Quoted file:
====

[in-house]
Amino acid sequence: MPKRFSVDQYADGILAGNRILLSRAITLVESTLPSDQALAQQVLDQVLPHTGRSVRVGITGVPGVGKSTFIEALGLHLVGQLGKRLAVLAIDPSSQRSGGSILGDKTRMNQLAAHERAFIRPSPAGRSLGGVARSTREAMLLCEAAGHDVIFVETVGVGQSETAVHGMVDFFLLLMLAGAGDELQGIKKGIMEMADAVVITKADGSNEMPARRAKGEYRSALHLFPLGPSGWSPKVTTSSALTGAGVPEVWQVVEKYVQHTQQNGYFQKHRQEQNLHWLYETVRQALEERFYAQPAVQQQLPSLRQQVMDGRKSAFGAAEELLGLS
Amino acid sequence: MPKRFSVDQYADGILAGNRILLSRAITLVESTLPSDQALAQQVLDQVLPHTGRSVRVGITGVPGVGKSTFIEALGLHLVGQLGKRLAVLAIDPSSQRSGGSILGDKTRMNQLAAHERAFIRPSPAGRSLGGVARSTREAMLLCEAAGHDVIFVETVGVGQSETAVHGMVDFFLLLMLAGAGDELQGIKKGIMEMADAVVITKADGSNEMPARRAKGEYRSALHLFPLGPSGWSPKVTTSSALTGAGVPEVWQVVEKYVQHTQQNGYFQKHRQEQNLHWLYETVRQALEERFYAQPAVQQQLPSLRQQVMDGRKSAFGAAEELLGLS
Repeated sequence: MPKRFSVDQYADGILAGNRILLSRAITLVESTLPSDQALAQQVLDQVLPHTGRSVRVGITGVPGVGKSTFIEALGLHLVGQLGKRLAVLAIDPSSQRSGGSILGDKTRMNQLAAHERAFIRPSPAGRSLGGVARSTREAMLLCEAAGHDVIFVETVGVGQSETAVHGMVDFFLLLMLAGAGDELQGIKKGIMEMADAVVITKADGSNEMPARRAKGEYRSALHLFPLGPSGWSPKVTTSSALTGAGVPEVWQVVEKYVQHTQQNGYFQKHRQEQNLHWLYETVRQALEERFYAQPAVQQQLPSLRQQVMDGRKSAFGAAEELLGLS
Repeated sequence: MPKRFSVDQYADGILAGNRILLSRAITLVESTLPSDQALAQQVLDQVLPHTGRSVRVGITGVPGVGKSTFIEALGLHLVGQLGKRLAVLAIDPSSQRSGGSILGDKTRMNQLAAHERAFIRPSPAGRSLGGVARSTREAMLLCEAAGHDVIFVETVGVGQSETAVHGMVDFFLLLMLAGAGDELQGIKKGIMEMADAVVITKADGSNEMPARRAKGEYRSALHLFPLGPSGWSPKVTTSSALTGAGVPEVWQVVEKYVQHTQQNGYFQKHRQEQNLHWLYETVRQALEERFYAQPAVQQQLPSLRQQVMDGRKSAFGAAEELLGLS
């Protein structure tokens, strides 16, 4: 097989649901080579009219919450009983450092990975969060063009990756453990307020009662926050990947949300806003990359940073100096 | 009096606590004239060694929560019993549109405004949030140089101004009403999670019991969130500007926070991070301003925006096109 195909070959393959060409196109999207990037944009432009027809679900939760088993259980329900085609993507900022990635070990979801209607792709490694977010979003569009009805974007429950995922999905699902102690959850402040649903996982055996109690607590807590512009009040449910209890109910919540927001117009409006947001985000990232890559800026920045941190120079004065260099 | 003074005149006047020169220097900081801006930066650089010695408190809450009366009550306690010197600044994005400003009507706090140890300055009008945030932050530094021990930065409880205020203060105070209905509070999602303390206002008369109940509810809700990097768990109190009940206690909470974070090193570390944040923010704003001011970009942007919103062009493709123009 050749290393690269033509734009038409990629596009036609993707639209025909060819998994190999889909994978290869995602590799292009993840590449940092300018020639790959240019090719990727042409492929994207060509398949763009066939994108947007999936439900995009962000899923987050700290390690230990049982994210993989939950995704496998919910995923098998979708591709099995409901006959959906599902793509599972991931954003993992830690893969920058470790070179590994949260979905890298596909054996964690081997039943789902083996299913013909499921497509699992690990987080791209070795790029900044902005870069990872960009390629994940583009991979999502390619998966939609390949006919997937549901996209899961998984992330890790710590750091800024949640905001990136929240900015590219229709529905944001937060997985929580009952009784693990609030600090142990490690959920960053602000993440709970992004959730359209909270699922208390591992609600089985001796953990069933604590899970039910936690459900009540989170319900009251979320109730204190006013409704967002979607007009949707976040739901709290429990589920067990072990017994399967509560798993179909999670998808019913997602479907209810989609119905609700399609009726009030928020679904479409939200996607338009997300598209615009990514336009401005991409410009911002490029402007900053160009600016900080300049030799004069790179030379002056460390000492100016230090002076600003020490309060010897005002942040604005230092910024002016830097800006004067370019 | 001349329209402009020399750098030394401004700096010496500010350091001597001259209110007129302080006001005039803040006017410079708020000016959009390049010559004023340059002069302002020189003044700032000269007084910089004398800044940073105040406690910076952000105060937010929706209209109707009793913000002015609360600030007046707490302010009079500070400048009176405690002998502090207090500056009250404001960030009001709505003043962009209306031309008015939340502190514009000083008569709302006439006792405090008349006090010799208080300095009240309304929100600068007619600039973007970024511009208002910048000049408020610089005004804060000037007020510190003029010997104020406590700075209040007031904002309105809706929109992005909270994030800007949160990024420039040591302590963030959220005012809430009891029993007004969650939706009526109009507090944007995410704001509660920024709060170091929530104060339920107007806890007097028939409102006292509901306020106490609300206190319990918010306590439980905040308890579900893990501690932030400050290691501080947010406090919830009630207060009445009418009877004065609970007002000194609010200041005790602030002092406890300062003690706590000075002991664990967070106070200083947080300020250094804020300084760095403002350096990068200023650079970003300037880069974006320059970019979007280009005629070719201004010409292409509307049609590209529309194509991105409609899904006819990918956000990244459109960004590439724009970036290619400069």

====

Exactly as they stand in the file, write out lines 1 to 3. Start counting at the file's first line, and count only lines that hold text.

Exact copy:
[in-house]
Amino acid sequence: MPKRFSVDQYADGILAGNRILLSRAITLVESTLPSDQALAQQVLDQVLPHTGRSVRVGITGVPGVGKSTFIEALGLHLVGQLGKRLAVLAIDPSSQRSGGSILGDKTRMNQLAAHERAFIRPSPAGRSLGGVARSTREAMLLCEAAGHDVIFVETVGVGQSETAVHGMVDFFLLLMLAGAGDELQGIKKGIMEMADAVVITKADGSNEMPARRAKGEYRSALHLFPLGPSGWSPKVTTSSALTGAGVPEVWQVVEKYVQHTQQNGYFQKHRQEQNLHWLYETVRQALEERFYAQPAVQQQLPSLRQQVMDGRKSAFGAAEELLGLS
Amino acid sequence: MPKRFSVDQYADGILAGNRILLSRAITLVESTLPSDQALAQQVLDQVLPHTGRSVRVGITGVPGVGKSTFIEALGLHLVGQLGKRLAVLAIDPSSQRSGGSILGDKTRMNQLAAHERAFIRPSPAGRSLGGVARSTREAMLLCEAAGHDVIFVETVGVGQSETAVHGMVDFFLLLMLAGAGDELQGIKKGIMEMADAVVITKADGSNEMPARRAKGEYRSALHLFPLGPSGWSPKVTTSSALTGAGVPEVWQVVEKYVQHTQQNGYFQKHRQEQNLHWLYETVRQALEERFYAQPAVQQQLPSLRQQVMDGRKSAFGAAEELLGLS